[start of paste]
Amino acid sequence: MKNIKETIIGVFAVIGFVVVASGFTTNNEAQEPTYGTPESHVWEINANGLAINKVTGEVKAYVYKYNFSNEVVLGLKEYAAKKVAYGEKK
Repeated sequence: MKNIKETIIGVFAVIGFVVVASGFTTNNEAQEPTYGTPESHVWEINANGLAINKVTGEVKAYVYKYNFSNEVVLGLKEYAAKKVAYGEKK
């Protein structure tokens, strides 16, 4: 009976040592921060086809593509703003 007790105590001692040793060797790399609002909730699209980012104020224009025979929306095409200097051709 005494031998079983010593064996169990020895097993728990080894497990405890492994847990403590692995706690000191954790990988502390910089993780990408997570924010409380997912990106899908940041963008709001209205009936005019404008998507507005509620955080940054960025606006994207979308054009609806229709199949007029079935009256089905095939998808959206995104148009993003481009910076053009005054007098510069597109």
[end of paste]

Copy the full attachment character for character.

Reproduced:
Amino acid sequence: MKNIKETIIGVFAVIGFVVVASGFTTNNEAQEPTYGTPESHVWEINANGLAINKVTGEVKAYVYKYNFSNEVVLGLKEYAAKKVAYGEKK
Repeated sequence: MKNIKETIIGVFAVIGFVVVASGFTTNNEAQEPTYGTPESHVWEINANGLAINKVTGEVKAYVYKYNFSNEVVLGLKEYAAKKVAYGEKK
């Protein structure tokens, strides 16, 4: 009976040592921060086809593509703003 007790105590001692040793060797790399609002909730699209980012104020224009025979929306095409200097051709 005494031998079983010593064996169990020895097993728990080894497990405890492994847990403590692995706690000191954790990988502390910089993780990408997570924010409380997912990106899908940041963008709001209205009936005019404008998507507005509620955080940054960025606006994207979308054009609806229709199949007029079935009256089905095939998808959206995104148009993003481009910076053009005054007098510069597109």